Strategic Insight: Regulatory And Economic Playing Field
Picture your company two years ago. Odds are your printing business was running smoothly, and your primary focus was on growth strategies: increasing capacity and accessing new markets. The news featured updates on the rise of a new virus that got its start in China. There had been other viruses, including SARS and H1N1, which were cause for concern, but ultimately had minimal effect on our shores. Two years ago, we had no idea of the profound struggle our industry would face, and how deep and intractable the effects of the virus would be.
Hindsight, we well know, allows us to see with clarity. It’s looking forward that’s difficult. To clarify our sense of where we are today, and how our journey through 2022 may transpire, this article provides insights of key printing industry experts discussing the trends and topics that will affect our day-to-day professional lives in the near-term.
Key Indicators and Realities
The necessity for an economist to help printing companies manage whatever conditions come their way is paramount, and since beginning his role as chief economist with PRINTING United Alliance, Andy Paparozzi has collected and presented data gleaned from the industry, while also placing the industry within the context of the broader economy.
There is perhaps no better illustration that this industry in inextricably interlinked with the economy than the recent challenges with the supply chain. Paparozzi sees supply chain disruptions “continuing deep into 2022, at least.” He says this current reality has been so difficult because our industry was not prepared. “This is so unprecedented,” Paparozzi notes, “because our just-in-time supply chains have been affected from beginning to end.”
He says that while past natural disasters, for instance, provided localized disruptions, the current challenges are occurring on a global scale. While Paparozzi sees some lessening of the current crisis, witnessed in an increasing certainty of delivery timelines, he also believes the supply chain challenges will remain profound, broad-based, and structurally impactful.
Another challenge facing employers across segments is the quest to find and keep employees. While these challenges have been magnified by the strong need for labor in the post-COVID economy, Paparozzi points out that printing businesses were challenged in this area prior to the pandemic. He asserts that part of this reality is that printing has “an old-economy image,” and that it is incumbent on the industry to change perceptions. He says that while printing companies have offered higher wages and better benefits to attract and incentivize new workers, “people still are not that interested.”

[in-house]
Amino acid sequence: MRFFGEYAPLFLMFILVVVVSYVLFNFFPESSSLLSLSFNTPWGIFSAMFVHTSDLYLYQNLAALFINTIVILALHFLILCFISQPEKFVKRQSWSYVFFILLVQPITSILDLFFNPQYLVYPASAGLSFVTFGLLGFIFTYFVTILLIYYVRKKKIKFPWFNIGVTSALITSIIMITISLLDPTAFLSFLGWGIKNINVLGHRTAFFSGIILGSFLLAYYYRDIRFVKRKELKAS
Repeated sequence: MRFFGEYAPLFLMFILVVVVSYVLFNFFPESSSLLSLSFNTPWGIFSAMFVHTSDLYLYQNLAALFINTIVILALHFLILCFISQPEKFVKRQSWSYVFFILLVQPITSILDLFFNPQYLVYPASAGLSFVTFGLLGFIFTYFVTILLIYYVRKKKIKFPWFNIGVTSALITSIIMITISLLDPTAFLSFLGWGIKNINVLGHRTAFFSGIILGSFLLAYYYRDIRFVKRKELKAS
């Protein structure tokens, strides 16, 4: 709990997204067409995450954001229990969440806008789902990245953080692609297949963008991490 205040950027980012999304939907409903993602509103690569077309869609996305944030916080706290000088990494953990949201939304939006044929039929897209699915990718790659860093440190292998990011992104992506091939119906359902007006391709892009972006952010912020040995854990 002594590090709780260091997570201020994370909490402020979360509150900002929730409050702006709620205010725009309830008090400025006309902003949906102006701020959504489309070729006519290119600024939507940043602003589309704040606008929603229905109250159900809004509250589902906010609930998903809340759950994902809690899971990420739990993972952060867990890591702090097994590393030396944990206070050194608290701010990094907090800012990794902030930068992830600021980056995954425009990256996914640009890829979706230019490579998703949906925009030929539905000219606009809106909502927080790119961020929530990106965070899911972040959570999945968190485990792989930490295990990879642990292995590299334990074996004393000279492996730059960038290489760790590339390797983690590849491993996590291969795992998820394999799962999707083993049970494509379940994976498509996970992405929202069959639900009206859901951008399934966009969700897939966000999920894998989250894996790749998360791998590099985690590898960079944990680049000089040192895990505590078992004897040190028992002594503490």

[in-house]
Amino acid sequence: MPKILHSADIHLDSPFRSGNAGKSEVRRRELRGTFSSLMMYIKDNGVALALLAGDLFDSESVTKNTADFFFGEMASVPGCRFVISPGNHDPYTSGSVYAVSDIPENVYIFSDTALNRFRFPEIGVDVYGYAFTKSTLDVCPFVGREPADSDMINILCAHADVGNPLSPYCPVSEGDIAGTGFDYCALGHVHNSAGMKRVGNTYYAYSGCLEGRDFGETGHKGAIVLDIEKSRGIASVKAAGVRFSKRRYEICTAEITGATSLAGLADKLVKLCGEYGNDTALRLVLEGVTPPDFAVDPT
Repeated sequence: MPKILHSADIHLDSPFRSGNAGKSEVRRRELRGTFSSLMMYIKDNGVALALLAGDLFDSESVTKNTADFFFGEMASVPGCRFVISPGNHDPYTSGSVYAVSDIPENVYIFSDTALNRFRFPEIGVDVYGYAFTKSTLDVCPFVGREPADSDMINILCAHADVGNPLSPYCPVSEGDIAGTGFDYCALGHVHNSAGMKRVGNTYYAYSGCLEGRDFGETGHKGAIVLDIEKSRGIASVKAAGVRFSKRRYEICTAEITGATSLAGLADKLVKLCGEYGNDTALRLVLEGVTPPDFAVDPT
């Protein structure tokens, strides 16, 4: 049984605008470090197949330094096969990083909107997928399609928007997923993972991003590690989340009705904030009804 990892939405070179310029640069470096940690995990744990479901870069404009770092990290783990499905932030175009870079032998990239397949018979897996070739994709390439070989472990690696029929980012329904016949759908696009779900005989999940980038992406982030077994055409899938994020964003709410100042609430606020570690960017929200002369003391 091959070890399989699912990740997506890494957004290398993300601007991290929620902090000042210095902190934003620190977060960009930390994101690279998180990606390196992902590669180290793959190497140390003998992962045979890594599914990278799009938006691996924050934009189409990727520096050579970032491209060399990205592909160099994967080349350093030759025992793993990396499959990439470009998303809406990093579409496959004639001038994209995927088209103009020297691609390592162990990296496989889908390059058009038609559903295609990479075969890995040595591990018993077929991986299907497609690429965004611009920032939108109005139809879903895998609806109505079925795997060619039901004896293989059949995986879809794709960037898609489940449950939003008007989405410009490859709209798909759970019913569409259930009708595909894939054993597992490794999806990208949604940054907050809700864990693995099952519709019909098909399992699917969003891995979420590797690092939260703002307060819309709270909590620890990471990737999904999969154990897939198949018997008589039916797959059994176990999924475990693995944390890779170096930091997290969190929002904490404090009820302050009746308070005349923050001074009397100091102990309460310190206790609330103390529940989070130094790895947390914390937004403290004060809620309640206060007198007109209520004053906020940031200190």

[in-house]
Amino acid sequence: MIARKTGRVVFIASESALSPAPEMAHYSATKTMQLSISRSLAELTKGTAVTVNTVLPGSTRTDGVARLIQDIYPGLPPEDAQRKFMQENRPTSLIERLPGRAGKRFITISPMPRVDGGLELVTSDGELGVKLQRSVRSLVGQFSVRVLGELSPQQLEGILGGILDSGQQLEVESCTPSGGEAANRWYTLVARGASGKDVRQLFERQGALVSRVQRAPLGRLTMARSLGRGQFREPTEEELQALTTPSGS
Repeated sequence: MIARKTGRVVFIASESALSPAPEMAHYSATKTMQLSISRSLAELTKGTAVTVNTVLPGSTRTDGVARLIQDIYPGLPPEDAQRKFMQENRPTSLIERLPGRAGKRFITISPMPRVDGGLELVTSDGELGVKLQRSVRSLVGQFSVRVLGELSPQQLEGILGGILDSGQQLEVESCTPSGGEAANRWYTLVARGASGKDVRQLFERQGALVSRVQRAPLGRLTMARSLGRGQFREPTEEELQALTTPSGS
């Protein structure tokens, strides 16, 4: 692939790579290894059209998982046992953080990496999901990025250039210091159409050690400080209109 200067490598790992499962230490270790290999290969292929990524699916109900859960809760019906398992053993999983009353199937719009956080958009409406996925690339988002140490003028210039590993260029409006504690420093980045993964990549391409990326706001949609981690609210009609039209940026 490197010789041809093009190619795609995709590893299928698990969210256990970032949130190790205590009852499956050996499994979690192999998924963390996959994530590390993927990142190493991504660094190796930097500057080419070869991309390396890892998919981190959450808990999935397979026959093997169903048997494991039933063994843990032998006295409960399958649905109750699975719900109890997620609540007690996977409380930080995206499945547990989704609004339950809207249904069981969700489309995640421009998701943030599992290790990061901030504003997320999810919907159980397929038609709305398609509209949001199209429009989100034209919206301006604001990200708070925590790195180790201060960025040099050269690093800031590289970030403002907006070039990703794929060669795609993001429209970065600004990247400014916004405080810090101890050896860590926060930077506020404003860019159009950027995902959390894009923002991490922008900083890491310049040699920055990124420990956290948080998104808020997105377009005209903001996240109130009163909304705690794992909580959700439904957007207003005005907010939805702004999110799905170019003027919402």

Companies on the leading edge of this challenge have “advanced their employee brand and their employee value proposition.” In so doing, he says, they make a compelling case for why prospective employees should choose this industry in general, and their company in particular. “No industry excels without a supply of productive, creative, motivated labor,” he adds.
Another, more recent, challenge facing our industry and others is the impact of inflation. Paparozzi speaks of this economic effect as being a complex challenge. “It starts with transitory elements,” he says, “like supply chain or labor shortages. Then it embeds itself into the economy and becomes more difficult to root out and control.” Once inflation begins to affect prices — as seen in the printing industry — it becomes harder to reverse.
Paparozzi expects inflation to continue, though on a slowing level, and to see elements of transitory inflation diminish. He says printing companies have “held the line as long as they could,” waiting for transitory elements to pass. Now that companies are realizing inflation has become embedded, and isn’t going away anytime soon, they are now having to raise prices.
Despite the ongoing challenges outlined above, positive growth in the commercial printing segment continues. Paparozzi says that at this time — subject to change — he expects industry revenues to grow between 5.2% and 6.2% during 2022, mirroring the slower growth and ongoing recovery in the U.S. economy.
One of the elements pushing the commercial sector forward is a rediscovery of the efficacy of direct mail. Many marketing audiences “are overwhelmed and tired of email, and are instead responding to visually compelling marketing collateral.” Paparozzi says he finds it inspiring that companies are effectively demonstrating the value of print.